What Happened to You? Tips on Using Bad News in Your Copywriting

By , Love-Based Biz Strategist and Copywriter

Solo-E Certified Solo Entrepreneur Expert

Michele Pariza Wacek (Michele PW) - Love-Based Biz Strategist and Copywriter

One of my friends recently sent me a link to a sales page. This person (who shall remain completely nameless) was having a sale. The reason behind the sale? For the second time this year, they had experienced a natural disaster which had destroyed their living room. (Then even had photos of the destroyed room on their site.)

Now, I’m all for having a reason for a sale. I think having a reason for why you’re knocking the price down or adding an extra bonus makes it that much more compelling for people to actually buy.

But, there are good reasons and not-so-good reasons. This particular one falls under the category of not-so-good — and here’s why:

First off, people tend to shy away from people who seem to have a bad case of bad luck. Bad luck can be catching after all. Seriously, people want to hang around with winners. They want to hire or use products from people or businesses who are successful and lucky. Bad luck makes good television drama — after all, that’s why we watch the doctors on Grey’s Anatomy stumble through one unlucky situation to another, but in real life people want to hang around winners.

Telling people you were subject to not one but TWO natural disasters that basically destroyed the same room in less than a year is not smart marketing. Especially when in your sales letter you say “I did this sale last January, and made enough to pay for my new living room, but now eight months later, it’s destroyed again.” Is it even worth it to help pay for a new living room when, with this person’s luck, in another six months the whole house could be sucked up into a tornado?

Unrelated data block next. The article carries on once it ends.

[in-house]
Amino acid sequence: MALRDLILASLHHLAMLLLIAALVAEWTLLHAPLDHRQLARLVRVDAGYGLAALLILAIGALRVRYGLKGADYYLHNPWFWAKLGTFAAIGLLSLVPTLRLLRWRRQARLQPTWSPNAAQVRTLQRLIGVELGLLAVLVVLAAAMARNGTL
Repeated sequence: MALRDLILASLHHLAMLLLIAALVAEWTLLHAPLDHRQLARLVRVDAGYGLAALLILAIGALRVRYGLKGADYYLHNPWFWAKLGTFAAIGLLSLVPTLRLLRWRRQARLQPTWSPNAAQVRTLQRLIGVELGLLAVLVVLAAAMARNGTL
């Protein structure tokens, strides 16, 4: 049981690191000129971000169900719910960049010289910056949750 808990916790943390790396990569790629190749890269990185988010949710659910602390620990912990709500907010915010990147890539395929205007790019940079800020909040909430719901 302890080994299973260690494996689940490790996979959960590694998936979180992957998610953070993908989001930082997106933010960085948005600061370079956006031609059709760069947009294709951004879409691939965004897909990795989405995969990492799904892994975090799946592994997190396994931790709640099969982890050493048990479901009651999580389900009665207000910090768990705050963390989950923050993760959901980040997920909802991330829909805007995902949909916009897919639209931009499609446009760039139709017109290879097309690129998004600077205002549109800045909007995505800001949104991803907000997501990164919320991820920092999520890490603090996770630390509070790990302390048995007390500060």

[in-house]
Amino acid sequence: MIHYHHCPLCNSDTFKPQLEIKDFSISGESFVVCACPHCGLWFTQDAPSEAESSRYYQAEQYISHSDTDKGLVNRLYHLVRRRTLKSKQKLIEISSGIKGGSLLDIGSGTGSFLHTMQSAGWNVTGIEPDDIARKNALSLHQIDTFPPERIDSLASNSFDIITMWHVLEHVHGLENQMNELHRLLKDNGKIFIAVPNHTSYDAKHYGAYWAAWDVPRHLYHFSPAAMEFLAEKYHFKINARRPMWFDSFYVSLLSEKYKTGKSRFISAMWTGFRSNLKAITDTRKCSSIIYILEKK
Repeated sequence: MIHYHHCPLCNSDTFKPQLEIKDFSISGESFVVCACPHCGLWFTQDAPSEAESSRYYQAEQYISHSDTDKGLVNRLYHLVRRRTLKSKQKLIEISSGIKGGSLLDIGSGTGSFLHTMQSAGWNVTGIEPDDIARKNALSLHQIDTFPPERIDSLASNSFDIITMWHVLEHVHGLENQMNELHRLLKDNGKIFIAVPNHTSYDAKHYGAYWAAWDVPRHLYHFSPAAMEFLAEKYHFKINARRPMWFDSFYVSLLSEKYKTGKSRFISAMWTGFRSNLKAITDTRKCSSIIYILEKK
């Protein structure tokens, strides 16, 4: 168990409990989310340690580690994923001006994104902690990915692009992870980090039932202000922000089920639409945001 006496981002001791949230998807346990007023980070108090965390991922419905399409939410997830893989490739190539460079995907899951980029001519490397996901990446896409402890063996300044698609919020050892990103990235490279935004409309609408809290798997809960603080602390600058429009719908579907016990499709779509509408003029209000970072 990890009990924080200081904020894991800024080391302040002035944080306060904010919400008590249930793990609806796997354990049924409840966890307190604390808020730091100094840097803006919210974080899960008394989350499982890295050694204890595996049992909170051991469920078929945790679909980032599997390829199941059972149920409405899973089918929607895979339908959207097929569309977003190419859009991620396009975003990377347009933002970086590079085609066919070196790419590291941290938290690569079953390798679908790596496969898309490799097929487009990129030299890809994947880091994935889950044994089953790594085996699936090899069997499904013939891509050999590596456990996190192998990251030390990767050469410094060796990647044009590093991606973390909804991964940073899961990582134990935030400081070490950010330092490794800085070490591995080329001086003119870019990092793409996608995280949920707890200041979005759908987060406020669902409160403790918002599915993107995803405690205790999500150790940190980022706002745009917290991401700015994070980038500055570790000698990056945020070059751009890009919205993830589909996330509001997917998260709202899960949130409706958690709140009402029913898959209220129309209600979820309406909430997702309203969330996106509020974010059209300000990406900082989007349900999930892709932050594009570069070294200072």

Also, when you play the “woe is me” card, you run the risk of turning yourself into a charity. Bad luck happens. People will feel sorry for you. But do you really want people to give you money because they’re feeling sorry for you? Consider how that’s going to affect your brand down the line. Sure you might make a few bucks now, but what about a year from now?

So, is there a time to use the “woe is me” card? Well, there is, but not with you. I would use it to help someone else. For instance, maybe someone you know winds up with serious medical issues, and with it some serious financial issues. Perhaps you raise some money for them. Or maybe you raise money for a charity in their name. That would be acceptable.
But, I can hear you asking, what if something bad DOES happen to me, like I need that new living room?

Look, there’s nothing wrong with having a sale or a promotion to get some cash in the door, it’s just how you do it. Depending on what exactly happened to me, I may or may not use it. I might choose to have a different reason for a sale or promotion. And if I DID use it, I probably wouldn’t use another story like that for at least a good 10 years.

Considered one of the hottest direct response copywriters and marketing consultants in the industry today, Michele PW (Michele Pariza Wacek) has a reputation for crafting copy and creating online and offline marketing campaigns that get results. Michele is also a national speaker and the bestselling author of the “Love-Based Copywriting" books that teach people how to write copy that attracts, inspires and invites. She has also completed two novels. Grab your FREE Love-Based Biz Kit

© Copyright 2008 Michele Pariza Wacek (Michele PW)
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